Tag Archives: America

Anton DiSclafani – Yonahlossee Riding Camp for Girls (2013)

yonahlosseeSet in the Southern United States at the height of the Great Depression, The Yonahlossee Riding Camp for Girls follows Thea Atwell, a teenage girl sent away from her family to attend the prestigious Yonahlossee Riding Camp for Girls for reasons that don’t become clear until the end of the novel. This mix of young adult fiction and historical romance work.

The book opens with Thea Atwell being taken to the Yonahlossee Riding Camp For Girls after causing her family to fall apart through unknown actions. Despite the fact that Thea is an avid rider and Yonahlossee is a prestigious place, she knows that this is a punishment. The story alternated between Thea’s life at Yonahlossee and flashbacks to her life in Florida where details are gradually revealed. It’s a compelling story and DiSclafani is a vivid and beautiful writer. There were also small parts of the book that were unexpected given the portrayal of Thea but which only served to make her more complex and layered.

The only problem with telling the story this was is that you fall into the same trap that Sarah Water’s did with The Paying Guests. The story is so compelling up to a point. It gets very predictable and it’s hard to keep the reader engaged after providing them with all the details, It feels like DiSclafani struggled a bit with how to end this in a satisfying way and played it safe with Thea. There was so much build up and I loved reading this so much, but sometimes the follow through just isn’t there.

Hazel Rowley – Franklin and Eleanor (2010)

FranklinandEleanorIt’s pretty well agreed upon that there is a sense of romanticism that settles around FDR, as well as his wife Eleanor. FDR managed to lead a country through wartime while battling debilitating illnesses and Eleanor has been an inspiration to generations of women. It should not be surprising that two such extraordinary individuals had an extraordinary marriage, but it does as a President’s private life is often treated as just that, private.

In her novel, Hazel Rowley provides an intimate look at Franklin and Eleanor Roosevelt’s partnership from the day that they met to the day of his death. She details the number of affairs that both, either formally known or suspected, engaged in and how the pair made their marriage work. Franklin was a notorious flirt and enjoyed the company of young women, while Eleanor also had her fair share of “special companions.”

I for one have always been a great admirer of Eleanor Roosevelt. She was a strong silent presence in Franklin’s life and always stood by him. While this may have caused her to have a bit of a martyr’s complex, having to play the role of a put-upon wife, she was always willing and ready to put the needs of others, especially her husband’s before her own. Franklin relied on Eleanor and in turn supported her causes where he could even when certain issues, such as Eleanor’s support for Civil Rights, could hurt Franklin’s popularity.

Even though the couple spent a great deal of time a part, especially during the later half of their marriage while Eleanor was traveling supporting her own causes and Franklin was constantly visiting other world leaders during the Second World War, their letters to one another show a level of tenderness and love. While they may have taken other lovers, it is very clear that Franklin and Eleanor were life partners and needed, and loved each other vey much.

Chimamanda Ngozi Adiche – Americanah (2013)

americanahI don’t think there are enough words to accurately describe how much I loved this book. I wasn’t familiar with Ngozi Adiche until I heard about this novel and now I cannot wait to read more of her work.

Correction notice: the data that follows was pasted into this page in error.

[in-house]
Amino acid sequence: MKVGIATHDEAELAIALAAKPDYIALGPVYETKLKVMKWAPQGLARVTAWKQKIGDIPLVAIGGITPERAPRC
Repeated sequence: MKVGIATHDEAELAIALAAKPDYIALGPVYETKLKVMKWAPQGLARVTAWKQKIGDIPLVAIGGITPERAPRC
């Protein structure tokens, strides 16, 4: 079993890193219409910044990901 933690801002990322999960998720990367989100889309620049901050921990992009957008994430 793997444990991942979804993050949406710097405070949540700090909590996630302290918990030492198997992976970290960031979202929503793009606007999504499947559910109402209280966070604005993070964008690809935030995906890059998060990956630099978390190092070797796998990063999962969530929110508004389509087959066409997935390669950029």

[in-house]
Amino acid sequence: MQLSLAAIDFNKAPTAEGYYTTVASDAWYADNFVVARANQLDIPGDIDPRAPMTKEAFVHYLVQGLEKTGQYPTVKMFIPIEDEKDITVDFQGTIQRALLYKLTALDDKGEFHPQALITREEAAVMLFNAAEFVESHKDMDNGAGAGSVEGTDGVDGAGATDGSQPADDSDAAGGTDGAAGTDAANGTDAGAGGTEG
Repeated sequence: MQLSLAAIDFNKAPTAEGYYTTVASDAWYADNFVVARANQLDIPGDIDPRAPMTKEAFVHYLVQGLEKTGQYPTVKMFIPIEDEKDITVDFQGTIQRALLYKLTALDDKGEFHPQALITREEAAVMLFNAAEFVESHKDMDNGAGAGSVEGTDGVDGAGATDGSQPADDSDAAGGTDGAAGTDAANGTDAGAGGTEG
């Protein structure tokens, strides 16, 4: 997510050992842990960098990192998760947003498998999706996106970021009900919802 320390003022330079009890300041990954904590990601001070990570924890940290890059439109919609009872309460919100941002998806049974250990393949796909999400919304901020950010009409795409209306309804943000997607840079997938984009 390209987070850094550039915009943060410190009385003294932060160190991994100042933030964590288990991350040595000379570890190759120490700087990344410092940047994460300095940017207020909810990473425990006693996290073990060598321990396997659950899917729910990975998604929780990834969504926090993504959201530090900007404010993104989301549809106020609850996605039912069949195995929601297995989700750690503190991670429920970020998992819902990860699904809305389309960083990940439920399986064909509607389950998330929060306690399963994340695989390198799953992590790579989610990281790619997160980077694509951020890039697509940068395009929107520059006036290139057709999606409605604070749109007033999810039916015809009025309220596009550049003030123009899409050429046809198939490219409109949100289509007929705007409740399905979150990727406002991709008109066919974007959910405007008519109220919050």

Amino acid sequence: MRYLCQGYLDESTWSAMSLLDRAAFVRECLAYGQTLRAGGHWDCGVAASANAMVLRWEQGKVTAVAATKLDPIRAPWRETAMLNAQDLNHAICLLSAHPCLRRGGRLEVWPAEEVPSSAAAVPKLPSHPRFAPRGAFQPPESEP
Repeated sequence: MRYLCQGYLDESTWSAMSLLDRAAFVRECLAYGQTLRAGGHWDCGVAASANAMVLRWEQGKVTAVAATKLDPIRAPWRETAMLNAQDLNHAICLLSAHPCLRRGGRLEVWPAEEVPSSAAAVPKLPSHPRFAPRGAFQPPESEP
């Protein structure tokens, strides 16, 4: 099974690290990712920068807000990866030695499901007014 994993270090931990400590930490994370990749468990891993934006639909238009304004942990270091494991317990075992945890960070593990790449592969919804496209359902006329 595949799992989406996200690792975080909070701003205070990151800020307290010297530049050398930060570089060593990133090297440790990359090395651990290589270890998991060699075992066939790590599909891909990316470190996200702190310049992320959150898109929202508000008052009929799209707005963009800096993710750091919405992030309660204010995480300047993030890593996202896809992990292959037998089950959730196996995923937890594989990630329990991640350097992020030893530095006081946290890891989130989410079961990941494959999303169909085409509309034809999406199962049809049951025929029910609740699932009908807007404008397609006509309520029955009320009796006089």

Essentially Americanah tells the story of Ifemelu and Obinze who are young and in love when they leave their home in Nigeria and head west. While Ifemelu ends up in America, Obinze, finding post 9/11 America closed to him, takes up a dangerous life in London as an undocumented immigrant. While the story is about the relationship between these two characters, Ifemelu’s journey is by far the more compelling.

The story of Obinze sheds important light on racism and the danger that undocumented immigrants live in every day, but the plot involving Ifemelu, who is despite her academic success is forced to grapple with what it means to be black, is by far the most important part of this novel.

The title itself refers to Ifelemu’s journey from Nigeria, to the hallowed halls of Princeton, and back. Once back in Nigeria she looks at everything through the eyes of an American leading her friend to call her an Americanah.

Ngozi Adiche grapples with the issues of race, love, and identity in such a brilliant and beautifully written way, grasping the nuance often involved with tackling such issues. As an African Americna female herself, she is probably able to draw on her own experiences to make this novel as rich as it is. I really don’t have much else to say, this was definitely one the best books I’ve read all year.

Louisa Locke – Maids of Misfortune (2009)

MaidsofMisfortuneWhen I bought this, I had originally thought it was a non-fiction book about the lives of domestic maids living in Victorian San Francisco. Instead I found myself reading a, quite sloppy, murder mystery set in Victorian San Francisco. I am all for historical fiction and murder mysteries, but this was just bad historical fiction.

Personally, I consider subtlety to be a marker of good historical fiction. The reader should know where they are in time and space, but should not need constant reminders. Locke however feels the need to constantly remind her readers that they are in San Francisco in the late 1880s by cramming every single stereotype associated with the Victorian period into her work. I will give you some examples:

Annie (the main character) is a clairvoyant and constantly remarks about how her customers as obsessed with the unknown. (The steryotype that everyone in the Victorian era was obsessed with the spiritual realm)

Annie goes to a dance and wear a dress showing her ankles and is therefore mistaken as a prostitute